After nearly two decades of winning Super Bowls for the ages, Tom Brady’s latest win was for the aged.
For every graybeard who has to double up on knee braces to run full-court hoops, for every fading softball slugger who has to gulp down Ibuprofens to swing for the fences, for every former Pop Warner star whose flag football teammates now call him Pops, Brady gave them a reason to keep going.
While his contemporaries such as Peyton Manning and Charles Woodson are starting to make their way to Canton, elected to the Hall of Fame, Brady continues to add to his resume. And while the next generation of players looks to push him from his throne — including, on Sunday, the prince who most believe is next in line for the crown — the king lives on.
The 43-year-old outplayed 25-year-old Patrick Mahomes, throwing three first-half touchdown passes to give Tampa Bay a 31-9 victory over Kansas City in Super Bowl LV at Raymond James Stadium on Sunday.
It was Brady’s seventh championship in an illustrious career that shows no signs of slowing down, let alone ending. He has more Lombardi Trophies than any other team in the NFL.
The defending champions and their explosive offensive playmakers were held without a touchdown, slowed by the loss of their two starting tackles. By the end of the game, it was the limping Mahomes, dealing with a toe injury he suffered in a playoff win last month, who looked like an old, beat-up shell of himself. His night ended with a pass into the end zone that was intercepted by Devin White.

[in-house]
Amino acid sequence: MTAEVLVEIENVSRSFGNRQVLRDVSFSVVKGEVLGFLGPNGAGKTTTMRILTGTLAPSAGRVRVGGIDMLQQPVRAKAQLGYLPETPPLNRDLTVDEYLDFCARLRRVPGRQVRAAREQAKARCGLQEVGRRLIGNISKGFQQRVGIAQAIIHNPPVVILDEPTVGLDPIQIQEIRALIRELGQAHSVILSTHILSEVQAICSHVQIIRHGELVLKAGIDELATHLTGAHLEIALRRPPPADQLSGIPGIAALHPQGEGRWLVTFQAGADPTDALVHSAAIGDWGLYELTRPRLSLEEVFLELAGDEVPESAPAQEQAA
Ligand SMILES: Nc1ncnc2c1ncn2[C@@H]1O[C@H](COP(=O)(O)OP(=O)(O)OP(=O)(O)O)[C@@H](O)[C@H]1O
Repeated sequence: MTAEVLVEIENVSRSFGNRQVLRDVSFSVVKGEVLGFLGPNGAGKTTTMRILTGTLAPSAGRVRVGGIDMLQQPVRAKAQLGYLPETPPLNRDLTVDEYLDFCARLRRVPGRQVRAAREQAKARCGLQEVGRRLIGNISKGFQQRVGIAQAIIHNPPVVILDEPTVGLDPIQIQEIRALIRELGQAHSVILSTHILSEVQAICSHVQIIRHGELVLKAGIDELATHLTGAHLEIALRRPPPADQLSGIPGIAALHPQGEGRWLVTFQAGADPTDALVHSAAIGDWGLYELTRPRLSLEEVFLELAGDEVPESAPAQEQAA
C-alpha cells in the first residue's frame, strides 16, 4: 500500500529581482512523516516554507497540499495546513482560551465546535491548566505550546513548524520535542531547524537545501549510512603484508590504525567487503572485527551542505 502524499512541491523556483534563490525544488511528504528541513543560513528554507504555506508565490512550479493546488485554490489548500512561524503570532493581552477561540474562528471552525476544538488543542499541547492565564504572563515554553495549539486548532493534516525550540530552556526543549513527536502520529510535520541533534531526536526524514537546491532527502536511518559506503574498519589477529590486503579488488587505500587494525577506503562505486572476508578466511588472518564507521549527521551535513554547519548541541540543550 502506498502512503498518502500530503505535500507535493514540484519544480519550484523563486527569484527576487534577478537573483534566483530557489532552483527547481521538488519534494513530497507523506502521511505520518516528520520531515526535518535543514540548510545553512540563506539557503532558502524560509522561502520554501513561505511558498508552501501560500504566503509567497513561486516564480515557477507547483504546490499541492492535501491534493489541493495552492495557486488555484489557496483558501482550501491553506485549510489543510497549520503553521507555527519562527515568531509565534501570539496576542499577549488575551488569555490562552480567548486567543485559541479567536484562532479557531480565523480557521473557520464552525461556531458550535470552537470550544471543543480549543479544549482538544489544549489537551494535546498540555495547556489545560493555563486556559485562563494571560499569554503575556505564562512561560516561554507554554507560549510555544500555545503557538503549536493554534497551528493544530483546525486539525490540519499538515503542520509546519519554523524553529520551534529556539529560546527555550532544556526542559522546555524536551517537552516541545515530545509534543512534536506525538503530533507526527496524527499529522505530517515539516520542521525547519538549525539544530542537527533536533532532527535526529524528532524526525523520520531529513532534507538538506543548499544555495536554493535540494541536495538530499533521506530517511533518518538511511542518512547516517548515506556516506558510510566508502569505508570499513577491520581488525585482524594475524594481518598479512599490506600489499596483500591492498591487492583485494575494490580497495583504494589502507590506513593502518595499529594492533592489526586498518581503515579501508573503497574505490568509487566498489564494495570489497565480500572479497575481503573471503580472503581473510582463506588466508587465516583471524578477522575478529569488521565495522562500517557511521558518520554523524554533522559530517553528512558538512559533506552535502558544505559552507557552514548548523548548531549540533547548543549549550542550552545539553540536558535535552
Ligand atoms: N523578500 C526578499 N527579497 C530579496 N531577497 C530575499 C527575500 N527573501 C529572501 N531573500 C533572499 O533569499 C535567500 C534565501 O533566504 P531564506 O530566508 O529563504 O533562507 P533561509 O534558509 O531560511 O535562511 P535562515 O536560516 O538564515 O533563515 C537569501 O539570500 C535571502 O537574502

"We knew we weren’t going to be able to win 1,000 championships in a row," Mahomes said.
Brady picked up his record fifth Super Bowl MVP award. He became the first quarterback to win a Super Bowl in three different decades and the first to win a Super Bowl from two different conferences. Only Peyton Manning had won championships with two different teams, and Brady joined him in that regard.
It was a game that did not live up to the hype in terms of competitiveness and drama. It will be remembered forever, though, mostly because of the exploits of a quarterback who looks as if he will be able to play just that long.
The Bucs hadn’t been to the playoffs since 2007 and had not won a Super Bowl since the 2002 season. That may seem like a long drought, but the last time the Bucs raised the Lombardi Trophy was the year after Brady raised his first.
As Brady held the hardware on the platform amid the confetti, he already was talking about next year. "Yeah, we’re coming back," he said, letting his kids play with the trophy.
Perhaps one day he’ll be up on the stage with his grandkids.
Brady (21-for-29, 201 yards) was, of course, the star attraction in the game. He was able to win a championship without Bill Belichick in his first season outside the Patriots’ system. On a team of outcasts and transients, a team that had all 31 of its points scored by players who were not on last year’s roster, Brady was far from the only one to feel a sense of redemption on Sunday.